I've heard so many good things about this book prior to even reading. I know it was made into a movie, but I have yet to see that either. I think the author wrote this book to give another perspective onto a common fantasy topic, immortality. Many authors discuss the benefits of being immortal and not aging, yet few decide to look at the drawbacks of such a gift. The author uses this story to explain how this incredible gift can also be a curse. I also think that through his writing, the author attempted to express the value of life to the reader. This is a lesson that all readers, no matter the age, need to learn.
One of my favorite things about this book was beginning and the of the story, how they are almost a reflection of each other. In the story, Winnie runs away from home, expressing how tired she is of her family. She meets a boy named Jesse who is drinking from a spring. She attempts to drink from the spring, yet Jesse refuses to let her. The spring water contains the power of immortality. At the end of the story, Jesse bottles the spring water and gives it to Winnie to drink. However, after much consideration, she elects not to drink the water, pouring it out on a nearby toad. Literally the beginning and the end of Winnie and Jesse's meeting are the exact polar opposite, with Winnie wanting to drink the water and Jesse refusing at the beginning, and Jesse offering the water to Winnie at the end, only for her to refuse it.
I love the authors topic to write about, immortality. I feel that with a such a popular topic, it allows the reader the range to explore both the pros and cons to this gift. Readers of all ages can relate to the topic because of the way the author explores it through the development of characters. Overall, I would definitely recommend this book to anyone who has yet to read it. I look forward to the day that I can watch this movie! ( )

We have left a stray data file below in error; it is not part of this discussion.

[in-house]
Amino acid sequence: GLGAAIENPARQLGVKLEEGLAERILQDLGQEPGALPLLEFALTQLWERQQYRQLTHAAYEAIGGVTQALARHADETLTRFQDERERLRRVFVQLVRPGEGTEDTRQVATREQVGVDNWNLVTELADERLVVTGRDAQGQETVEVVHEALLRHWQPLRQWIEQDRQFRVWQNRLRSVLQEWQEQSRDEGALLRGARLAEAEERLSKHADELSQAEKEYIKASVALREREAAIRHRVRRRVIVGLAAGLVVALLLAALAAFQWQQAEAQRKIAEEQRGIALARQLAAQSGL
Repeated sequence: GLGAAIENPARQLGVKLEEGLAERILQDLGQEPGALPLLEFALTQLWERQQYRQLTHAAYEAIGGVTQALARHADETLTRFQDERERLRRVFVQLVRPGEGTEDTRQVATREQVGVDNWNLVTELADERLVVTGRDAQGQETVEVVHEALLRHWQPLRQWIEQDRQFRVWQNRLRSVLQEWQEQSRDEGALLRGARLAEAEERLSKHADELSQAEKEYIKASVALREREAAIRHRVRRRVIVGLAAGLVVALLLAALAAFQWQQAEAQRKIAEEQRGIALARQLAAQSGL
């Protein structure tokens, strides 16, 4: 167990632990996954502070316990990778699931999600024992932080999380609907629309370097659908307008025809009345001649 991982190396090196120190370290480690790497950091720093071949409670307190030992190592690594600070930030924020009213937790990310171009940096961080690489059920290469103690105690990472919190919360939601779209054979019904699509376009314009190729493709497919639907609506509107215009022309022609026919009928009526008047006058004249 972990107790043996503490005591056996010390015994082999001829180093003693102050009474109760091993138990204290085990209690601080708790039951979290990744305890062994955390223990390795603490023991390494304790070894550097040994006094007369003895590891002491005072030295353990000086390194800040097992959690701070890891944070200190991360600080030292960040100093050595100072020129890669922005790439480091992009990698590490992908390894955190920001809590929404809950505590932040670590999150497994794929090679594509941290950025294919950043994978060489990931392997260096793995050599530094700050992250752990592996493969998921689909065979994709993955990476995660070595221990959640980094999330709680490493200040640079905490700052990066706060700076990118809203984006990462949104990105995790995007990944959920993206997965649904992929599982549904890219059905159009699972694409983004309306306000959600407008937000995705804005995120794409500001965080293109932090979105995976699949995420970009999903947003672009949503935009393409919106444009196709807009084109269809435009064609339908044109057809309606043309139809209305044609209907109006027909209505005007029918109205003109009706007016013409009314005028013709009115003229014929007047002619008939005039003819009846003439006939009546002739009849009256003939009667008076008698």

Andrewturner | Nov 19, 2014 |
Showing 1-5 of 362 (next | show all)

» Add other authors (8 possible)

Author nameRoleType of authorWork?Status
Natalie Babbittprimary authorall editionsconfirmed
Hughes, MelissaNarratorsecondary authorsome editionsconfirmed
Thomas, PeterNarratorsecondary authorsome editionsconfirmed
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First words
The first week of August hangs at the very top of the summer, the top of the live-long year, like the highest seat of a Ferris wheel when it pauses in its turning.
Winnie woke early the next morning. The sun was only just opening its own eye on the eastern horizon and the cottage was full of silence. But she realized that sometime during the night her had made up her mind: she would not runaway today. 'Where would I go anyway?'....But in another part of her head...she knew there was another sort of reason for staying at home: she was afraid of going away alone.
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(Click to show. Warning: May contain spoilers.)
Disambiguation notice
This work is the original book. It should not be combined with any film adaptation or other adaptation.
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Book description
AR 5.0, 4 Pts
Haiku summary

Amazon.com Amazon.com Review (ISBN 0312369816, Paperback)

Imagine coming upon a fountain of youth in a forest. To live forever--isn't that everyone's ideal? For the Tuck family, eternal life is a reality, but their reaction to their fate is surprising. Award winner Natalie Babbitt (Knee-Knock Rise, The Search for Delicious) outdoes herself in this sensitive, moving adventure in which 10-year-old Winnie Foster is kidnapped, finds herself helping a murderer out of jail, and is eventually offered the ultimate gift--but doesn't know whether to accept it. Babbitt asks profound questions about the meaning of life and death, and leaves the reader with a greater appreciation for the perfect cycle of nature. Intense and powerful, exciting and poignant, Tuck Everlasting will last forever--in the reader's imagination. An ALA Notable Book. (Ages 9 to 12) --Emilie Coulter

(retrieved from Amazon Mon, 30 Sep 2013 13:20:35 -0400)

(see all 8 descriptions)

The Tuck family is confronted with an agonizing situation when they discover that a ten-year-old girl and a malicious stranger now share their secret about a spring whose water prevents one from ever growing any older.

(summary from another edition)

» see all 13 descriptions